A Collaboration with the University of Pittsburgh

US security contractors losing immunity from Iraqi law under SOFA

[JURIST] Private security contractors operating in Iraq [CRS backgrounder] will no longer be able to claim immunity from Iraqi laws under the new Status of Forces Agreement (SOFA) [CFR materials; McClatchy translation] with the Iraqi government, Bush administration officials said in a briefing for security firms Thursday. US and non-Iraqi contractors had been immune to prosecution under Iraqi law since 2003 under an order by the Coalition Provisional Authority [official website] directing that contractors were to be prosecuted in their home countries [LA Times report]. Government officials addressed [AP report] more than 170 of the security firms operating in Iraq, which employ approximately 174,000 operating in Iraq, including Blackwater Worldwide, KBR Inc., and Dyncorp International [corporate websites] and said that while the SOFA grants limited control over the US military and Department of Defense (DOD) [official website] employees to the Iraq government, private contractors are excluded from this arrangement. Many believe [Middle East Online report] the provisions are the direct result of incidents involving the killings of Iraqis by private security guards, most notoriously the September 16 killings of 17 Iraqi civilians [JURIST report] by Blackwater personnel.

Late last week, the Iraqi cabinet voted [JURIST report] in an emergency session to approve a final draft of the Status of Forces Agreement (SOFA) [CFR materials] between the US and Iraq. The SOFA, which determines the relationship between Iraqi, American and Multi-National Force Iraq (MNF-I) [official website] forces in the country, requires US and MNF-I forces to exit Iraqi cities by June 30 [UPI report], and calls for the removal of all combat troops by 2011 unless the Iraqi government requests otherwise. This extends the deadline for US troops to remain in Iraq for three years, as the UN mandate expires in December [UN press release]. The SOFA will also define the ongoing relationship between US and MNF-I forces and Iraqi civilian institutions, including the national police service and the Iraqi justice system. In particular, it gives Iraqi courts limited jurisdiction over American military personnel [JURIST report] for crimes committed off base when the troops are not on an authorized mission. The Iraqi parliament began SOFA hearings [UPI report] this past Monday, with a final vote expected sometime after November 24. If approved by parliament the SOFA is expected to take effect in January 2009.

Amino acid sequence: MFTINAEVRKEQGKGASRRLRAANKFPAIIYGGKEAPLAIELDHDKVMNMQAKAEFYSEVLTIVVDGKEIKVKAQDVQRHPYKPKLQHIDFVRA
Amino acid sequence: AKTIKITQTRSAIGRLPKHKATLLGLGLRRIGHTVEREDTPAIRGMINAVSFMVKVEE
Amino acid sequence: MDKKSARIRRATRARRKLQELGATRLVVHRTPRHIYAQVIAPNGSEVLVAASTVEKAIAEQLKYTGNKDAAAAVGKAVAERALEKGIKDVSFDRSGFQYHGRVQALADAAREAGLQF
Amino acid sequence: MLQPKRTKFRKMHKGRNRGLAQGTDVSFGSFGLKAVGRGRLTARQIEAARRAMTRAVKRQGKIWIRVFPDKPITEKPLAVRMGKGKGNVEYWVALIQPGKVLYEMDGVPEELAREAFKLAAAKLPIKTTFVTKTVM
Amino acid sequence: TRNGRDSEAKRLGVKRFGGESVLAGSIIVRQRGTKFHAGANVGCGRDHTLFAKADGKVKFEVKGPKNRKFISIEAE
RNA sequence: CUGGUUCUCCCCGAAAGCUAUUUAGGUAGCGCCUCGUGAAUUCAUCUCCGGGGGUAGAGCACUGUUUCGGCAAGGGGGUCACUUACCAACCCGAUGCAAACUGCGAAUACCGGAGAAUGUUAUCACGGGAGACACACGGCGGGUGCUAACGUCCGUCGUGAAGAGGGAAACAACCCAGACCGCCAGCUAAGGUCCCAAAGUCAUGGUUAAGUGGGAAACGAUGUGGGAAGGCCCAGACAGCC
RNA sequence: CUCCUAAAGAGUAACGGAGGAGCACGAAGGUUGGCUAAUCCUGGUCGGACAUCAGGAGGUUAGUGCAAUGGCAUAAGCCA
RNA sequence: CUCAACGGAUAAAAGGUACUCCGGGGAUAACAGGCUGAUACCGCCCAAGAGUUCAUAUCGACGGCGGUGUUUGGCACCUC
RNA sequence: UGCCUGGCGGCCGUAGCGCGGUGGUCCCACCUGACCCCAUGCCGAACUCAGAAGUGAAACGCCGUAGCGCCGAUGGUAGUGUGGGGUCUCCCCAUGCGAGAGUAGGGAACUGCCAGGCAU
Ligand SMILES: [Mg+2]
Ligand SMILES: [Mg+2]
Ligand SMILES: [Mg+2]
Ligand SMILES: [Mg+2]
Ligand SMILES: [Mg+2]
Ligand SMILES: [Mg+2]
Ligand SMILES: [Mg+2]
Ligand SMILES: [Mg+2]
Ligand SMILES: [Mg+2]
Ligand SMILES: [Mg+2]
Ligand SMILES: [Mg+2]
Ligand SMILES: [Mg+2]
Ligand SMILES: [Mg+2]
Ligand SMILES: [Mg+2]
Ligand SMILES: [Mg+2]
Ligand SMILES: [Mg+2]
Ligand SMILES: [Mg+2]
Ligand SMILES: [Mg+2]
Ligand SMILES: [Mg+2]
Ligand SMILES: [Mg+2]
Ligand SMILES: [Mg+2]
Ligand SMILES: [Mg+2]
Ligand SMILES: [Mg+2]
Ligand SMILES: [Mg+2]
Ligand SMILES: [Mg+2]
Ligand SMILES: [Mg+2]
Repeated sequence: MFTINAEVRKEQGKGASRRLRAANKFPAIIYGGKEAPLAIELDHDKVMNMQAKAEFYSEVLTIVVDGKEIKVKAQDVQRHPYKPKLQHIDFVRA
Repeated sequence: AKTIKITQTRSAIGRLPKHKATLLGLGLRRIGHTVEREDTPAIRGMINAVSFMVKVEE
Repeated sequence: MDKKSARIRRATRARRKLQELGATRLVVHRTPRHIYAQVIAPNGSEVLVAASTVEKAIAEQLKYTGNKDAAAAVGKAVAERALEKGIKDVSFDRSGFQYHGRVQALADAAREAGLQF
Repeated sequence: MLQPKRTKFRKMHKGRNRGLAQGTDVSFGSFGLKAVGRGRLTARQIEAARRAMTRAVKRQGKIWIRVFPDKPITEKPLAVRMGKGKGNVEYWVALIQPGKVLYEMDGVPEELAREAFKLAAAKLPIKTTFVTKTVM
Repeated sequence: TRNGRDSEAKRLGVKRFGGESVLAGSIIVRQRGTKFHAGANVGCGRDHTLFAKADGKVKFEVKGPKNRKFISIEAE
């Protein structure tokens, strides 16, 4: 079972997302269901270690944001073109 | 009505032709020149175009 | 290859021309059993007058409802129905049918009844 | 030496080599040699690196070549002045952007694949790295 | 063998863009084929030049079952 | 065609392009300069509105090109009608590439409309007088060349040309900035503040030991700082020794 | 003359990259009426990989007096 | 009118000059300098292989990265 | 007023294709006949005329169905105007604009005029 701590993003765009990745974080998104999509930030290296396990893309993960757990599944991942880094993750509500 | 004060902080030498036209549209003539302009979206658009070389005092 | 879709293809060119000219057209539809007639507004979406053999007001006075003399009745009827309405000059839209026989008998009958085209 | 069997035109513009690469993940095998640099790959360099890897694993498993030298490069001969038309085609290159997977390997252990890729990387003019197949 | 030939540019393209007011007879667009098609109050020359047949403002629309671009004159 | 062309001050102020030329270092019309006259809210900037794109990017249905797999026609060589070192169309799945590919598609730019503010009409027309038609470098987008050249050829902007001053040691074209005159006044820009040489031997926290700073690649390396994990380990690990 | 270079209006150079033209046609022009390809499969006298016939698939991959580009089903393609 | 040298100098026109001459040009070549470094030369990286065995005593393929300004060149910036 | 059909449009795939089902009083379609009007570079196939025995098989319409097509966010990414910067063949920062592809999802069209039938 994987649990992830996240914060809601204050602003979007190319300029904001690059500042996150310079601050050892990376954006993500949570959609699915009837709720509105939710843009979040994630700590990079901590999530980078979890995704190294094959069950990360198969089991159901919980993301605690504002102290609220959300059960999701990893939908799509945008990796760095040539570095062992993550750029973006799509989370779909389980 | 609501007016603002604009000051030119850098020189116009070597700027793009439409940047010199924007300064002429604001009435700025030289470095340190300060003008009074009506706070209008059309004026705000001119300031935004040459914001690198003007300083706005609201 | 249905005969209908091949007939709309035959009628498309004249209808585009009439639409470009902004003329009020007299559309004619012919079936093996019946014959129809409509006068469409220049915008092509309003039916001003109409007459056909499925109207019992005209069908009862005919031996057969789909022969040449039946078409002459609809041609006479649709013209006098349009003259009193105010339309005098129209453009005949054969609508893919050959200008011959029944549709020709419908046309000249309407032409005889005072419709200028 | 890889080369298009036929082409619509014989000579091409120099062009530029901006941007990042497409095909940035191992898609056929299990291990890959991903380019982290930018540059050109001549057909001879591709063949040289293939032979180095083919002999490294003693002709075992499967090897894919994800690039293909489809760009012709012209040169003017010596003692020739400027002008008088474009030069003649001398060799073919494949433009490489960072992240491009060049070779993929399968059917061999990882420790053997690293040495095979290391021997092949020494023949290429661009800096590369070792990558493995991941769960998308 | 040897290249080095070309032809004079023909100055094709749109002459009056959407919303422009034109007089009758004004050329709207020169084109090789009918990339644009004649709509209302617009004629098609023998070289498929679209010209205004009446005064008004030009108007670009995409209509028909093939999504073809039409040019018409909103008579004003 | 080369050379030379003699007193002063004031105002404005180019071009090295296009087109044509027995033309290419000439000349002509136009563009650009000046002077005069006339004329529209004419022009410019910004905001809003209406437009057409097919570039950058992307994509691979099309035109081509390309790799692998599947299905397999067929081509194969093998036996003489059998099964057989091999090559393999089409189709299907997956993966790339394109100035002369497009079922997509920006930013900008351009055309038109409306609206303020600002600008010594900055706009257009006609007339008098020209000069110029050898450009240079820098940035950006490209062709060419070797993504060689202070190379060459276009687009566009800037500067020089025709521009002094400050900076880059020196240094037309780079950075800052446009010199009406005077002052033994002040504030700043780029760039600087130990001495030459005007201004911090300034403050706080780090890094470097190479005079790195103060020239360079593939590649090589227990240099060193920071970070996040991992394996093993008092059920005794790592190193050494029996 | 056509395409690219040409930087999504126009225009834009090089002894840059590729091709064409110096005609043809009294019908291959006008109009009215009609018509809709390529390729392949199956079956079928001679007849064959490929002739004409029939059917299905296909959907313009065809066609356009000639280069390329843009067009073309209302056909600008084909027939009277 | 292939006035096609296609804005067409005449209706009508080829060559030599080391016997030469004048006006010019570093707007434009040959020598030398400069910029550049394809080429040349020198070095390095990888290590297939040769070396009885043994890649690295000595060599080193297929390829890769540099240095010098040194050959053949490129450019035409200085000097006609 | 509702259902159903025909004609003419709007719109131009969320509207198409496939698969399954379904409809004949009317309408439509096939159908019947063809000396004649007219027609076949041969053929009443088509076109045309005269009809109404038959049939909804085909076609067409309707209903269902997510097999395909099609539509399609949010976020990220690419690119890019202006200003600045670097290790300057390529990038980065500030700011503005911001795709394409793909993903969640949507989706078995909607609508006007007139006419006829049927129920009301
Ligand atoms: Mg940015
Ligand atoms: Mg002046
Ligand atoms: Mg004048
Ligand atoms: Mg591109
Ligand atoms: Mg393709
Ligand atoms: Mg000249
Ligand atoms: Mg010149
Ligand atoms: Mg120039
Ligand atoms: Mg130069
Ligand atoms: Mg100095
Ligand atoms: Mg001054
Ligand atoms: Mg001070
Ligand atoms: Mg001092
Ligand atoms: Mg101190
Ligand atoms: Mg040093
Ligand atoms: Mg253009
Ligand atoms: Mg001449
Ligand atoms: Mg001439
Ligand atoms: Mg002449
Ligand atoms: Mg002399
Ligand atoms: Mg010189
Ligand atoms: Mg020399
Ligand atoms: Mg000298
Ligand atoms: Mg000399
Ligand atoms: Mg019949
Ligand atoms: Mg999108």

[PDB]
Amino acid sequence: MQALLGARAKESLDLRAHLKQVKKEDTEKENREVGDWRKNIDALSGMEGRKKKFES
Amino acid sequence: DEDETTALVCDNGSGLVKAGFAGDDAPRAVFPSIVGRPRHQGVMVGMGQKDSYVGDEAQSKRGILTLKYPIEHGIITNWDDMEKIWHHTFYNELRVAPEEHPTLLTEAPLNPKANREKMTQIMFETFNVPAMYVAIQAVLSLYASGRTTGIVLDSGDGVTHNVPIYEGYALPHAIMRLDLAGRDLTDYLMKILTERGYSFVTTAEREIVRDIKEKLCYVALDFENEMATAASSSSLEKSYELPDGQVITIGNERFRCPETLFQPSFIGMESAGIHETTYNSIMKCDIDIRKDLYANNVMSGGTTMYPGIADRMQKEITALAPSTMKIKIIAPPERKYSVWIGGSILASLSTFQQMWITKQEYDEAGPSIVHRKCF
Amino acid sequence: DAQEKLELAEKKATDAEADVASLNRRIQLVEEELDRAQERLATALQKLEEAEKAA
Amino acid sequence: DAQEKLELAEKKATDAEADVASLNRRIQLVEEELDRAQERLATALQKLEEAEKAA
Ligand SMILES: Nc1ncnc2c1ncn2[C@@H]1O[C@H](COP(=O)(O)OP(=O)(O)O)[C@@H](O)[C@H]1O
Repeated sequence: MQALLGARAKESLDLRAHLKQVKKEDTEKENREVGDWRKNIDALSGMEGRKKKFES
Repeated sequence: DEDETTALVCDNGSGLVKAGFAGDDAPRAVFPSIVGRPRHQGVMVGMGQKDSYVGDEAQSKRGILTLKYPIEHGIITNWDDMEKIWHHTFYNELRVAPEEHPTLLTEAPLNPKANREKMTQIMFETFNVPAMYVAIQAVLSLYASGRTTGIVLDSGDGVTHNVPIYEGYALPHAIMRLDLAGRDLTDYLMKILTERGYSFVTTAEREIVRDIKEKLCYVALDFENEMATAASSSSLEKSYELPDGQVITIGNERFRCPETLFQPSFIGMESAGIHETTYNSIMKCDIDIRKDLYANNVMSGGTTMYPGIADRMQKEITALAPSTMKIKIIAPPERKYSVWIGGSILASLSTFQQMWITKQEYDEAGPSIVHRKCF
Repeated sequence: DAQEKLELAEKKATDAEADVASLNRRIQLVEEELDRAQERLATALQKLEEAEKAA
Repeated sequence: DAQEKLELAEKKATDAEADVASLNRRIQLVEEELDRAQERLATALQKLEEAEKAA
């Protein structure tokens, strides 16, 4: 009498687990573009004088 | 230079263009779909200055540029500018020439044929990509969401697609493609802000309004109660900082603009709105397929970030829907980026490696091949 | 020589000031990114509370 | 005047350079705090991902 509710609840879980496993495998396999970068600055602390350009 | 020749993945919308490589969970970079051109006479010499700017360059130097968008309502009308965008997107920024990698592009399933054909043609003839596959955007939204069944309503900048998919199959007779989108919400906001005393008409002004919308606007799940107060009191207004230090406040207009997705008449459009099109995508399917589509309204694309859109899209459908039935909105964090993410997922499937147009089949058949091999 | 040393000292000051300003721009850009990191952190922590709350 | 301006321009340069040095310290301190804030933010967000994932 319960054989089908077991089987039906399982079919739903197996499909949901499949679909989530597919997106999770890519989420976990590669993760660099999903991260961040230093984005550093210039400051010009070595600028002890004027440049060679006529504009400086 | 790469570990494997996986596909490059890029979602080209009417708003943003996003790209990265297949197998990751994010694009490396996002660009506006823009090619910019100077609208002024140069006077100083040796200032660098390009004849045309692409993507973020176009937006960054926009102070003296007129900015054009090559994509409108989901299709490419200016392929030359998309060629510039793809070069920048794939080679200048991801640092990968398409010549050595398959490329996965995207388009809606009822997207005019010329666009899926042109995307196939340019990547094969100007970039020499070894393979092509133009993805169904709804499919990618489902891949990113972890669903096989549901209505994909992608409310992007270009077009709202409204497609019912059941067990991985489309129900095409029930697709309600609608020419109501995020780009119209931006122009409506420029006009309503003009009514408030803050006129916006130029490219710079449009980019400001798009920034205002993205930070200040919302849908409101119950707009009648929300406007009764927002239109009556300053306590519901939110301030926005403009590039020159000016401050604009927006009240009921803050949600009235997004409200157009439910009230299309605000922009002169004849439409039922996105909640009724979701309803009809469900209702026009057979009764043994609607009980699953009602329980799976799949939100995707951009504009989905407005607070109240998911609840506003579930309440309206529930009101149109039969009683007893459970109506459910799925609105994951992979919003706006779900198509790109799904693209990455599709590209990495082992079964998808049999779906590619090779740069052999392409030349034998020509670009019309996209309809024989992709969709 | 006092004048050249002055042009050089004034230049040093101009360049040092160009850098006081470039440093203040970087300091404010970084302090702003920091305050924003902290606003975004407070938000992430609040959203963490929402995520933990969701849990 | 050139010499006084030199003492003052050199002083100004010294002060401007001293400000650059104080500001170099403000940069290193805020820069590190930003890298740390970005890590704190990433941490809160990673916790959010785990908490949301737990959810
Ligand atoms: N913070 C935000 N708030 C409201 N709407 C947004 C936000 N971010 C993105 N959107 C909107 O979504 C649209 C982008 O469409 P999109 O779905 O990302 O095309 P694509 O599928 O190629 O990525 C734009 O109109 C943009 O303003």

About Paper Chase

Paper Chase is JURIST's real-time legal news service, powered by a team of 30 law student reporters and editors led by law professor Bernard Hibbitts at the University of Pittsburgh School of Law. As an educational service, Paper Chase is dedicated to presenting important legal news and materials rapidly, objectively and intelligibly in an accessible format.

© Copyright JURIST Legal News and Research Services, Inc., 2013.